Innovation or Abomination? New Food Trends in Spain

Jonathan Harris | April 2022

A few weeks ago, I set off to attend the Alimentaria food show in Barcelona, long delayed because of COVID-19. This would only be my second trip to Spain since 2019. In the past, we were privileged to travel to Spain two or maybe three times a year, visiting with suppliers and discovering amazing new foods to share with you. Now we were excited to travel again!

On this recent trip to Spain, I was struck by how much innovation I noticed in the Spanish food scene. For many years Spain was staunchly traditional. After all, how could it get better than Ibérico ham, tortilla española, piquillo peppers and paella Valenciana? Why fiddle with such iconic fare? But what I saw, tasted and loved were new takes on these timeless classics.

One example was the bocadillo de jamón that I devoured at the El Prat airport in Barcelona. Let’s start with the fact that I was able to savor one of these classic sandwiches at the airport, while most airports in the U.S. feature homogeneous chain restaurants that leave you slightly dyspeptic as you board the plane. But what was exciting was that this was a new kind of bocadillo. Instead of the normal white loaves of bread filled with slices of Serrano ham, my bocadillo featured a fresh baked multigrain baguette coated in sunflower seeds. And the thin slices of delectable jamón inside were not Serrano, but Ibérico, Spain’s luxurious ham made from the indigenous Iberian breed. Was it the same as the bocadillos I’ve tasted in the past? Yes, but even better!

Another tasty discovery was enjoyed on a rooftop restaurant in the Las Arenas de Barcelona shopping plaza. Formerly the plaza de toros bullring, the rooftop of this building offers views of the monumental hill of Montjuïc on one side and Gaudi’s masterpiece, the Sagrada Familia, in the distance on the other. We ordered a delicious rice with butifarra sausage and wild mushrooms along with black truffle croquetas. But I was most excited to try the ‘patatas bravas.’ Translated as ‘fierce potatoes,’ this ubiquitous tapa consists of fried cubes of potato topped with a mildly spicy tomato sauce. This version was subtly but significantly different. The potatoes were long cut with skins on, somewhat like what we would call a steak fry. And instead of being smothered with brava sauce, it had dollops of alioli, salsa brava and even a few dots of wasabi. Was this revolutionary? Not really, but it shows how this beloved dish is evolving without losing its fundamental character.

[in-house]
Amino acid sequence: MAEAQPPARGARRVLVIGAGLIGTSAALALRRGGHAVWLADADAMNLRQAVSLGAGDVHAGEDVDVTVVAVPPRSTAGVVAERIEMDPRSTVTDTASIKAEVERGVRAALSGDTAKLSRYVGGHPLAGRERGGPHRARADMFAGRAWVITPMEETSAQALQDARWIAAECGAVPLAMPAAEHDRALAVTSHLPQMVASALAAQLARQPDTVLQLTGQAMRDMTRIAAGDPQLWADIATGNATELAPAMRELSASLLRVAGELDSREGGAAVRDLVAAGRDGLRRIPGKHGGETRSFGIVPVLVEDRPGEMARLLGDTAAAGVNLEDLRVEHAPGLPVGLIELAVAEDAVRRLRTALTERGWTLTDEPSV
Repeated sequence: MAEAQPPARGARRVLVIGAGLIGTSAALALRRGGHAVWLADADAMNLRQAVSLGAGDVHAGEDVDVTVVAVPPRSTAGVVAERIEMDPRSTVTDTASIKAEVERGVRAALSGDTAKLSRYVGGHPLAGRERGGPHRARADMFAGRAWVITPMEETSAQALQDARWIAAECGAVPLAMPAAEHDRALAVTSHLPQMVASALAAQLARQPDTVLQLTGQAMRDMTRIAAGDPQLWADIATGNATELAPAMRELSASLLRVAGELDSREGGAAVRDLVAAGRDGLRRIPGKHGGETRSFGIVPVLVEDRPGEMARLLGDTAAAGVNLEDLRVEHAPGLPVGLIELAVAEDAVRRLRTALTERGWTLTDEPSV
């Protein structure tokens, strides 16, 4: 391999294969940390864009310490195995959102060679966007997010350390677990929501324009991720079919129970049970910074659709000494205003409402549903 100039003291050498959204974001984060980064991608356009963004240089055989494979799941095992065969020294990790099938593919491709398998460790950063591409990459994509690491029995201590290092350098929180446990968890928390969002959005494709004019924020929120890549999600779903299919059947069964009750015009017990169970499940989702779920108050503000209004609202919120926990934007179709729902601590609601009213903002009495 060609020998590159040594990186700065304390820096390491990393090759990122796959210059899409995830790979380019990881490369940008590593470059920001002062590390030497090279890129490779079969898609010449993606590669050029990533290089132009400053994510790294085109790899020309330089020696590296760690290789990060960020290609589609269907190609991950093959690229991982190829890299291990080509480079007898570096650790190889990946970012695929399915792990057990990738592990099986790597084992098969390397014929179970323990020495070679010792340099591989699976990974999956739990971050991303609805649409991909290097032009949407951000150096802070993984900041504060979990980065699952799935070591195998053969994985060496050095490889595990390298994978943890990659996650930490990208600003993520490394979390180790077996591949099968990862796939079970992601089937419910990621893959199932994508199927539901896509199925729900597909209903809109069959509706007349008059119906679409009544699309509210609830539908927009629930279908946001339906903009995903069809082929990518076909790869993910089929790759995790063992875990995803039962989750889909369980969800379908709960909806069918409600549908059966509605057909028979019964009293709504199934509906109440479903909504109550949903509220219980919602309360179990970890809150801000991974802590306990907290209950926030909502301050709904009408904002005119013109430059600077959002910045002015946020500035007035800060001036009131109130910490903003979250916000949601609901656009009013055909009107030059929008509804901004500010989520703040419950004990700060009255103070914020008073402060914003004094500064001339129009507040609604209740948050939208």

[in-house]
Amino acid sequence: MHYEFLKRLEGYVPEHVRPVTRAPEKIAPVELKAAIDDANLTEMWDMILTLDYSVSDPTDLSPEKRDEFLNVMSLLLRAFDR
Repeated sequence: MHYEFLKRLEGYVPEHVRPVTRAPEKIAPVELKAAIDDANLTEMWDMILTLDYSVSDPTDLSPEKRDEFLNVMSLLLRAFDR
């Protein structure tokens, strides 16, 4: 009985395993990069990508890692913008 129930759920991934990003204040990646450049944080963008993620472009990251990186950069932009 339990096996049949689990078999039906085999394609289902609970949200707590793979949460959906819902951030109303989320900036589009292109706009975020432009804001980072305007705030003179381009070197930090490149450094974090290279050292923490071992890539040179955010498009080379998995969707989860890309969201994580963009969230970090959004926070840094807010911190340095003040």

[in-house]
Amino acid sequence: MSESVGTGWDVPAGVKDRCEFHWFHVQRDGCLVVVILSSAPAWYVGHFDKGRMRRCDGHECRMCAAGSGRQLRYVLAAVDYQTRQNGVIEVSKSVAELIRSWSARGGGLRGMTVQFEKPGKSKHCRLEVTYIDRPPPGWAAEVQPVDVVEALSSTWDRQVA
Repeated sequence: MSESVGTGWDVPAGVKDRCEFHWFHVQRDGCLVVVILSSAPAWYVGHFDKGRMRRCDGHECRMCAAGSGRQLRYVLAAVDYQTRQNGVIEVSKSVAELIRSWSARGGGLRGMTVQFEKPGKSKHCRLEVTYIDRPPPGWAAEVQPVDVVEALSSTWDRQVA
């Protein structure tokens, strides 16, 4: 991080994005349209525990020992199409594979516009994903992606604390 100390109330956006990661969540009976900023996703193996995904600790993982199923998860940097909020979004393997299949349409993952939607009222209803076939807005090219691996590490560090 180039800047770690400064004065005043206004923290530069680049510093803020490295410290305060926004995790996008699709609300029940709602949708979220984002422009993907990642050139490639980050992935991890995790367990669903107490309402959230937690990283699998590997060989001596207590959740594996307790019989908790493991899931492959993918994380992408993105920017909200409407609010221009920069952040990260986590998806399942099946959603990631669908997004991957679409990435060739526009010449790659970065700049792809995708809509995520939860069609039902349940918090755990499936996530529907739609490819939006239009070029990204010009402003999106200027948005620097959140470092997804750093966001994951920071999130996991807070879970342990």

Another innovation comes from Torrons Vicens, a venerable turrón company from the village of Agramunt. They are partnering with Albert Adrià, the famed chef of El Bulli and Tickets restaurants, to augment their traditional confections with experimental turrón bars filled with surprising ingredients. This groundbreaking collection includes flavors like gin tonic, chocolate con churros and white truffle. What I love about Adrià’s creations is how they merge two very Spanish but very different flavors together. What drink is more beloved in Spain than gin and tonic? Why not add the flavor to the traditional Spanish turrón candy bar

Now I am going to share the most mind-blowing food I’ve tasted in a long while. At the Alimentaria food show, we sat down with Sofía and Keila, two of three women entrepreneurs who started Calabizo in Galicia a few years ago. They proceeded to slice pieces of bright red chorizo sausage, with a wild twist. Instead of pork, this chorizo was made with calabaza, a Spanish type of pumpkin squash. Like a traditional chorizo, it was infused with the intensely smoky flavor of pimentón de La Vera and it was hung to dry like a traditional cured sausage. But this was the first vegan chorizo I had ever tried.

Now, I know what you are thinking – vegan chorizo is not chorizo. It is an affront to the proudly carnivorous soul of Spain, an insult to thousands of years of culinary tradition. And there is no way it can taste good, right? Well, my honest review is that it tastes very much like chorizo, especially since pimentón is such a dominant smoky spice. But the texture is very different. Instead of a tender, juicy bite, it is firm and somewhat waxy. Would I serve slices with bread and a glass of wine? Probably not, but it is a great candidate for sautéing with vegetables or adding to stews.

Whether you think these innovations are exciting, frivolous or an abomination, it is fascinating to see how Spanish cuisine is evolving without losing the core of what makes it great. The Spanish people are more sophisticated, prosperous and well-traveled than they were 50 years ago. It is inevitable that the culinary scene is adapting to new influences and ideas. I look forward to tasting whatever comes next!